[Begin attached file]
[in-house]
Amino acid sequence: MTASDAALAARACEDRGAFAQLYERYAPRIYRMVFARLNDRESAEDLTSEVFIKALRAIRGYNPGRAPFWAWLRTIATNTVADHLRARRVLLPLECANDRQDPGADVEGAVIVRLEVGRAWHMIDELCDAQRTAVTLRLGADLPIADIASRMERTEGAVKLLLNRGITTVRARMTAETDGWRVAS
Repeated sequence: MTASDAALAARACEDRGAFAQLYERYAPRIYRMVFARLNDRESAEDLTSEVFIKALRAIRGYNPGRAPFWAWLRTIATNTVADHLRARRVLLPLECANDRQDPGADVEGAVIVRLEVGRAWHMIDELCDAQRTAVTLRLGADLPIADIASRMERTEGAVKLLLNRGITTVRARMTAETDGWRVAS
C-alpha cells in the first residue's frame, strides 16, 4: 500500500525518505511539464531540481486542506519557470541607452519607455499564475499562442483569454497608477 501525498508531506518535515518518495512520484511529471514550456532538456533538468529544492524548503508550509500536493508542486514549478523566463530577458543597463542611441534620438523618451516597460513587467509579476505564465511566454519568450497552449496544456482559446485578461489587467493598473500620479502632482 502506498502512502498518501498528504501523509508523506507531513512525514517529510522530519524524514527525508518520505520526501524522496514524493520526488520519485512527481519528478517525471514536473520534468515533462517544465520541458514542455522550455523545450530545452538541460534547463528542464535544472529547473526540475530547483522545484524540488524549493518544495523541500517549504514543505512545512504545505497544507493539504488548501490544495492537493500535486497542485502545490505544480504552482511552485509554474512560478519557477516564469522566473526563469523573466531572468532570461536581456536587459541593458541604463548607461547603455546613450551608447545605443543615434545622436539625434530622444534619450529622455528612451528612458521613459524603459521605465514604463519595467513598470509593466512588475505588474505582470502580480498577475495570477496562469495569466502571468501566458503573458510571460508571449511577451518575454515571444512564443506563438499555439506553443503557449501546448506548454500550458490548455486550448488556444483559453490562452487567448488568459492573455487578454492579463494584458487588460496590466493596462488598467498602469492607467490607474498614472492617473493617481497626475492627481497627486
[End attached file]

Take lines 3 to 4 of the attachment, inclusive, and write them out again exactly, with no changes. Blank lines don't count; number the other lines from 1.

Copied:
Repeated sequence: MTASDAALAARACEDRGAFAQLYERYAPRIYRMVFARLNDRESAEDLTSEVFIKALRAIRGYNPGRAPFWAWLRTIATNTVADHLRARRVLLPLECANDRQDPGADVEGAVIVRLEVGRAWHMIDELCDAQRTAVTLRLGADLPIADIASRMERTEGAVKLLLNRGITTVRARMTAETDGWRVAS
C-alpha cells in the first residue's frame, strides 16, 4: 500500500525518505511539464531540481486542506519557470541607452519607455499564475499562442483569454497608477 501525498508531506518535515518518495512520484511529471514550456532538456533538468529544492524548503508550509500536493508542486514549478523566463530577458543597463542611441534620438523618451516597460513587467509579476505564465511566454519568450497552449496544456482559446485578461489587467493598473500620479502632482 502506498502512502498518501498528504501523509508523506507531513512525514517529510522530519524524514527525508518520505520526501524522496514524493520526488520519485512527481519528478517525471514536473520534468515533462517544465520541458514542455522550455523545450530545452538541460534547463528542464535544472529547473526540475530547483522545484524540488524549493518544495523541500517549504514543505512545512504545505497544507493539504488548501490544495492537493500535486497542485502545490505544480504552482511552485509554474512560478519557477516564469522566473526563469523573466531572468532570461536581456536587459541593458541604463548607461547603455546613450551608447545605443543615434545622436539625434530622444534619450529622455528612451528612458521613459524603459521605465514604463519595467513598470509593466512588475505588474505582470502580480498577475495570477496562469495569466502571468501566458503573458510571460508571449511577451518575454515571444512564443506563438499555439506553443503557449501546448506548454500550458490548455486550448488556444483559453490562452487567448488568459492573455487578454492579463494584458487588460496590466493596462488598467498602469492607467490607474498614472492617473493617481497626475492627481497627486